Archive for October, 2006|Monthly archive page
Went to a screening of ‘Zwartboek’ (Black Book) attended by the director Paul Verhoeven (Robocop, Totall Recall, Basic Instinct). It is his first film made in Holland for two decades, since he took up residence in LA.
So it is an engaging blend of European film and American movie. It combines the strong narrative drive of the former, complete with car chases and tense thriller moments, with the complex characterisation of the latter and precise sense of historical moment.
Verhoeven has that easy Dutch charm and (to my ears) irresistable accent (I think of my old friend Mirjam saying “lecker”) and speaks interestingly about gradually losing the passion in his projects, hence this return to Europe for a passion project, seemingly some 20 years in the gestation. He has applied the storytelling backbone and action forms of Hollywood to a complex political and historical subject with many shades of grey.
The lead actress, Carice van Houten, a theatre performer well known in the Netherlands, is very charismatic and accomplished. Verhoeven said he knew she had the lead role, Ellis, which demands being on screen for most scenes of a long movie, within 20 minutes of the casting session, the kind of casting he could never have done with a Hollywood name (they deem any such thing an insupportable insult). He carried on casting for a couple of days but knew he had his woman.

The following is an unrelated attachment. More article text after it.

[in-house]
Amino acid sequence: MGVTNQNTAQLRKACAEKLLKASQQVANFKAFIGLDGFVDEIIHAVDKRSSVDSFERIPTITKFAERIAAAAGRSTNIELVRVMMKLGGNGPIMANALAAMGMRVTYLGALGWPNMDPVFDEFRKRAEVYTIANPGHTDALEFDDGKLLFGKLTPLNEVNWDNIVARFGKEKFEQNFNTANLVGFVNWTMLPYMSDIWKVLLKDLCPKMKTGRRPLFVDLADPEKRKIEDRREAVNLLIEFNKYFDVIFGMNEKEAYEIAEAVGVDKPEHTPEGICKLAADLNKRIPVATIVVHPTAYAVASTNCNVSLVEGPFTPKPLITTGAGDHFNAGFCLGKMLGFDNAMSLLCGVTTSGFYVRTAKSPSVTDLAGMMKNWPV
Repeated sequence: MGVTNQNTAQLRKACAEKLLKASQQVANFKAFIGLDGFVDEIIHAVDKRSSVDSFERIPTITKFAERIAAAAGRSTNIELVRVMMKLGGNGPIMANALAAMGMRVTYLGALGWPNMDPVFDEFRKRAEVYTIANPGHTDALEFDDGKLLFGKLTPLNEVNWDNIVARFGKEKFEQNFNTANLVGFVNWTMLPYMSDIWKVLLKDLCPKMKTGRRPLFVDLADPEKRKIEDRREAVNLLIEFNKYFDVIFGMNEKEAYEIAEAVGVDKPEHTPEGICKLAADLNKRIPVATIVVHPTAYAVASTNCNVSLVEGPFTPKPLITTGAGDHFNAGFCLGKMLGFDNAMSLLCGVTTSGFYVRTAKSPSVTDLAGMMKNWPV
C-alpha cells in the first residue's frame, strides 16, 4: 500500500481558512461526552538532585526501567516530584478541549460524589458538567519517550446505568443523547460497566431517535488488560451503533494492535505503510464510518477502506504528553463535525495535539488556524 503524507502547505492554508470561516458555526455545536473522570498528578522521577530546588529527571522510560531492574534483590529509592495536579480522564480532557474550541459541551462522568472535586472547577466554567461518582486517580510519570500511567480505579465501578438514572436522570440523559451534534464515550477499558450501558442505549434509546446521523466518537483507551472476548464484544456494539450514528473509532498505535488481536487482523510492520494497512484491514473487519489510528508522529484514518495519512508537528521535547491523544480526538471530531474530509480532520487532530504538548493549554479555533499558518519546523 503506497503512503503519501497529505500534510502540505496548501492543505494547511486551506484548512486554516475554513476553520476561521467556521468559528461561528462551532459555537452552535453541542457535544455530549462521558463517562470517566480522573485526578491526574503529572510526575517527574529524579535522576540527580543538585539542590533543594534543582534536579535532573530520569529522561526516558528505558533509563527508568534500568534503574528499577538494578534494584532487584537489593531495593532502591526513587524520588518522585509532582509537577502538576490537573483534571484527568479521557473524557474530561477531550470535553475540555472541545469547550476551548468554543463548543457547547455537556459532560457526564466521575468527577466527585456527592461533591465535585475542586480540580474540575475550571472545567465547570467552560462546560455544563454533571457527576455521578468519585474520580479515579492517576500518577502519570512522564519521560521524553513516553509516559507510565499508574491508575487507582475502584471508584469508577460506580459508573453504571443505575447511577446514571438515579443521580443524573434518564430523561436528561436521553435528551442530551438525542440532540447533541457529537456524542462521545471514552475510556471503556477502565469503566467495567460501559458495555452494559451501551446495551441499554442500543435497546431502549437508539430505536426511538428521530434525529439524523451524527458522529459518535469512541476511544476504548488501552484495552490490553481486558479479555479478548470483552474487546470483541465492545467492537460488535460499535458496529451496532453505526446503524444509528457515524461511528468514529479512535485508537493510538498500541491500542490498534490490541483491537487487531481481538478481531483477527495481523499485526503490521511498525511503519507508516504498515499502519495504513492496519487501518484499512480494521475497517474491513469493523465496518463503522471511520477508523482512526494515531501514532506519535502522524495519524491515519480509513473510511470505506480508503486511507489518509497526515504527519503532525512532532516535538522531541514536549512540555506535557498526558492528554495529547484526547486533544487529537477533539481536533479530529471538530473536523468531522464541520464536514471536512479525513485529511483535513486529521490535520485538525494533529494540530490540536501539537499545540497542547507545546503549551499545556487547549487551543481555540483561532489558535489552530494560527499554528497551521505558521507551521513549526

The emotional core of the film is subtly contained in the bedroom scenes, indeed in the bed, of Ellis, the undercover Jewish resistance member, and Muntze, the Nazi commander. A strange love develops between them which is entirely convincing. It is here that the emotional experience is focused – more than the slaughter of betrayed Jews and even the unwarranted humiliation of an innocent ‘collaborator’.
It would be good to see more European fiilms with the high entertainment values of this thoroughly enjoyable and thought-provoking work.
In the Observer music mag last week Jarvis Cocker of Pulp poses the question: What is music for? Before I read his answer, here’s mine:
Community and connection
Getting in touch with Nature
Communicating a vision of the world
Linking to the past
Passing on the human musical spark (which circles the world)
Capturing a feeling
Capturing an idea
Binding two people through dancing
Raising us to our higher nature